Tags: skaneatelesswimmingWest Genesee Ultimately, it was Buchholz earning the clinching team points when she tore to first place in the 100 backstroke in 1:04.77, quickly followed by Winkelman’s first-place time of 1:14.65 in the 100 breaststroke as Comer (1:17.63) was third. King, Springer, Comer and Buchholz swam the 400 freestyle relay in 4:01.17.WG, for its part, had Allison Putnam win the 500 freestyle in 5:47.16 to Winkelman’s 5:58.39, followed by Murdock, Ivery, Adriana Gill and Victoria Senus winning the 200 freestyle relay in 1:48.76 to the Lakers’ 1:54.74 from Cottrill, Winkelman, Comer and Musso.Putnam was second in the 200 freestyle in 2:10.36, with Maggie Smith second in the 200 IM in 2:37.51 and also second (1:13.79) in the 100 backstroke. Devon Burnside was second in the 100 breaststroke in 1:16.97.Murdock was third in the 100 freestyle and Taylor McFadden third in the 100 butterfly, with Kelsie Bottari third in diving.Skaneateles takes part in the OHSL championships this week at Mexico, while WG ventured to Nottingham for last Saturday’s Salt City Athletic Conference championships before it meets Fayetteville-Manlius Thursday at Cazenovia College.At its league meet, WG rose to fifth in the 200 freestyle relay as Senus, Gill, Smith and Ivery posted a time of 1:48.67. the wildcats was also ninth in the 200 medley relay in 2:07.25Murdock, in 26.74 seconds, beat out Ivery (26.90) and Senus (27.36) for seventh place in the 50 freestyle. McFadden was eighth in the 500 freestyle in 6:07.92 and got to ninth place in the 200 freestyle in 2:13.21.Devon Burnside had a strong showing in the 100 breaststroke, getting to sixth place in 1:17.42, while Allison Putnam was seventh in the 100 backstroke in 1:07.79.Share this:FacebookTwitterLinkedInRedditComment on this Story While having an 8-3 overall record was nice, nothing the Skaneateles girls swim team has done this fall could compare with knocking off its large-school neighbors to the east.That’s what the Lakers accomplished Tuesday night at the Community Center YMCA, defeating West Genesee 99-85, only the second time in varsity program history that Skaneateles had bettered the Wildcats head-to-head.Each of the first four races went in the Lakers’ favor, starting with the 200-yard medley relay, where Lily Buchholz, Lili Winkelman, Grace King and Elizabeth Springer went 2:00.16 to beat WG’s second-place 2:03.86. Right after, Buchholz beat the field in the 200 freestyle, prevailing in 2:03.52, with King promptly taking the 200 individual medley in 2:30.76 and Springer, in 25.93 seconds, topping WG’s Hannah Murdock (26.23) and Anna Ivery (26.43) in the 50 freestyle.A close diving competition saw Julia Turton put the Wildcats in the win column with 167.80 points to the 163.05 from Skaneateles’ Lexis Cottrill, but the Lakers promptly started winning again.King, in 1:06.24, took the 100 butterfly over Amelia Musso (1:09.59), with Springer completing a sprint sweep by going 56.91 seconds as part of a 1-2 finish with Caitlin Comer, who went 59.13 seconds.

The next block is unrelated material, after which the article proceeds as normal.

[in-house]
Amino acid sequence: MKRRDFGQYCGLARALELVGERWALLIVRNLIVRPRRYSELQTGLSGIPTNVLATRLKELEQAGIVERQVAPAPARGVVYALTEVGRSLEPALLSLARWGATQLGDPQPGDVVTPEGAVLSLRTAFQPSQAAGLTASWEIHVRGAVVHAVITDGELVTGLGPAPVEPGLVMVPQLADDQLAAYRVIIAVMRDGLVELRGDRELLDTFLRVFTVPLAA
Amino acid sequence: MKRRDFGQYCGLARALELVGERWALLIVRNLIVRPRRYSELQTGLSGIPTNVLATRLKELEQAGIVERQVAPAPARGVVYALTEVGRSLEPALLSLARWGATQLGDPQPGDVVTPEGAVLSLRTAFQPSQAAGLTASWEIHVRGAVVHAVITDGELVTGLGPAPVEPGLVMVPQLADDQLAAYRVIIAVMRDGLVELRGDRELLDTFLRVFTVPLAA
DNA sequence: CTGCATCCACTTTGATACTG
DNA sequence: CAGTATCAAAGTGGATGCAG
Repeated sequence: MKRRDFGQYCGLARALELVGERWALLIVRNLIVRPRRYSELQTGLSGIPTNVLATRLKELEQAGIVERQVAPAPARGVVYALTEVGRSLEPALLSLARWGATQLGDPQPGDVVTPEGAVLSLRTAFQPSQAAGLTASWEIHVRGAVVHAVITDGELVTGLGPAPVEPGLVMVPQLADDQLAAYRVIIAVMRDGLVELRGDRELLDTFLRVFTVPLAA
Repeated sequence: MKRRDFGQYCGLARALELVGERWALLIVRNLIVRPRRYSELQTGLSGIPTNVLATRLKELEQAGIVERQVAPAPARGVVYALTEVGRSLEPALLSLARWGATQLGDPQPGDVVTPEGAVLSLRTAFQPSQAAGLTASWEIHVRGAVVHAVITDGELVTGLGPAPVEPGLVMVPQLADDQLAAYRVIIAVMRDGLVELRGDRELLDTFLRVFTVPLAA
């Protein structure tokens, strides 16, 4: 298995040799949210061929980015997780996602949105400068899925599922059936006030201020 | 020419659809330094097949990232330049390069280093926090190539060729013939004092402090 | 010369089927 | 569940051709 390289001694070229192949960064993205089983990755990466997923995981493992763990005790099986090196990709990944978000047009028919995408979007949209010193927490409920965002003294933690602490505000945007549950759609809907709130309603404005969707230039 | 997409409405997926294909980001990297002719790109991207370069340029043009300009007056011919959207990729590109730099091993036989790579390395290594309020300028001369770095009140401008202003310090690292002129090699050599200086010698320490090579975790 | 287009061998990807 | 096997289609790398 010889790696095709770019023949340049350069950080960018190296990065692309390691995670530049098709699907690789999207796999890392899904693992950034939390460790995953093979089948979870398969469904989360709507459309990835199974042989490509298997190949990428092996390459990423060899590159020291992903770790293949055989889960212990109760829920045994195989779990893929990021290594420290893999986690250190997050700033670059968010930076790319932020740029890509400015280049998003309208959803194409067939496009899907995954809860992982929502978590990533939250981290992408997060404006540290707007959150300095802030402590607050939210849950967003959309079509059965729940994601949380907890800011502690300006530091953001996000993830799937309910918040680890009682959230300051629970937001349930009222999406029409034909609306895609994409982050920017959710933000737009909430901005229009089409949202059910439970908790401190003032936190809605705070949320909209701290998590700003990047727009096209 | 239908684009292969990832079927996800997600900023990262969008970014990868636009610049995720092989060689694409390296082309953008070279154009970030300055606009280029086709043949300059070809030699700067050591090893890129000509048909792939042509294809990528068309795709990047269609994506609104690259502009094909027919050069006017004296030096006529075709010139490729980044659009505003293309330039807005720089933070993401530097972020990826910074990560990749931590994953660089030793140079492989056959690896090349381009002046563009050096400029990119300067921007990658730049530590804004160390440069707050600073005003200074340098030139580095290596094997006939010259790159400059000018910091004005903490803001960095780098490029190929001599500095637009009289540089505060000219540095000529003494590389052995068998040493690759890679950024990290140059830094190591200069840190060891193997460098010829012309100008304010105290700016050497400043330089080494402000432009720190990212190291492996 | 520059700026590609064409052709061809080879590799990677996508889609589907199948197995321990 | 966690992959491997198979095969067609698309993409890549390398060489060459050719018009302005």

BRYAN FAUST/Herald photoAfter another disappointing series against Alaska Anchorage this past weekend, the Wisconsin men’s hockey team (4-4-2, 3-2-1 WCHA) finally has some good news. Barring any setbacks, forward Ross Carlson is expected to rejoin the UW lineup when the Badgers take the ice against Denver at the Kohl Center this weekend.The sputtering Badger offense has been held in check since losing Carlson and Jack Skille in their home opening series against North Dakota.”There’s a good chance Ross will be back in and I think the timing is right for Ross to come in, and what he brings as an athlete is something that we could use right now. It’s like getting a B12 shot,” UW head coach Mike Eaves said in a press conference Monday.Last season, Carlson was sixth on the team with 23 points — and is the Badgers’ active leader with 72 career points — but it is his gritty style of play and veteran leadership that the Badgers have missed most. According Eaves, a healthy dose of Carlson and Skille is just what the doctor ordered.”Ross is one of our seniors, and obviously he has an offensive flair, but you miss that senior leadership on the ice and in the locker room,” Eaves said. “You’re talking about [just] two guys, but the chemistry they provide helps make the soup taste good, if you want to make the analogy, so were happy to have him back in.”Skille, who suffered an elbow injury against North Dakota, is progressing on schedule and Eaves didn’t rule out the possibility of the Madison native making a triumphant return as early as this weekend.”[Skille’s] on the ice with us skating, puck handling, passing, and I think the next step is can he shoot the puck, because that will put torque on his injury. When he passes that test, we will be closer to having him back,” Eaves said. “This weekend is doubtful, but hopefully next weekend we will be looking at probable.”Two of a kindDespite Wisconsin’s offensive inadequacies the last few weeks, the Badger blue-liners have been quite effective, keeping shots and quality scoring chances to a minimum, while surrendering just 2.1 goals per game.”(Davis) Drewiske and (Matt) Olinger have played well as a pair … they have really stabilized that defense,” Eaves said.According to Eaves, the consistency of an unlikely duo has been instrumental in the defensive effort.”Not only have they played to their strengths,” Eaves said, “but actually they have stepped outside and picked up their games a little bit, so when you ask [who is the most consistent] that is what comes to mind.”Revenge factorAfter the Badgers’ 2-1 loss to Alaska Anchorage, Eaves questioned his team’s effort and their ability to play to their own identity. Wisconsin’s inconsistent play has frustrated the coaching staff and they will continue to address the issue.”I came across a good quote that said, ‘infinite patience produces immediate results’ which is a very paradoxical statement,” Eaves said. “But in the world of sport, you have got to have a certain mentality of how you have to play and play to a certain identity if you want to be a championship team.”When the Badgers lost goaltender Brian Elliott to an injury last season, Eaves was forced to give backup goaltender Shane Connelly the first starts of his career against Denver — the defending national champions at the time. The freshman’s inexperience was confirmed — Eaves related the magnitude of Connelly’s situation to being dumped “not into the deep end, but in the Pacific Ocean” — as the Badgers were swept at home, being outscored 5-2 in the two-game set.Despite the circumstances of last year’s matchup, Eaves expects the Pioneers to bring the same intensity and ability that has defined their team for the last few seasons.”It was a long time ago and [last year] doesn’t matter, it’s a new year, it’s Denver,” Eaves said. “They are always a quality opponent, they’ll bring their A-game. They like playing in this building like most teams, so it will be another great challenge for us.”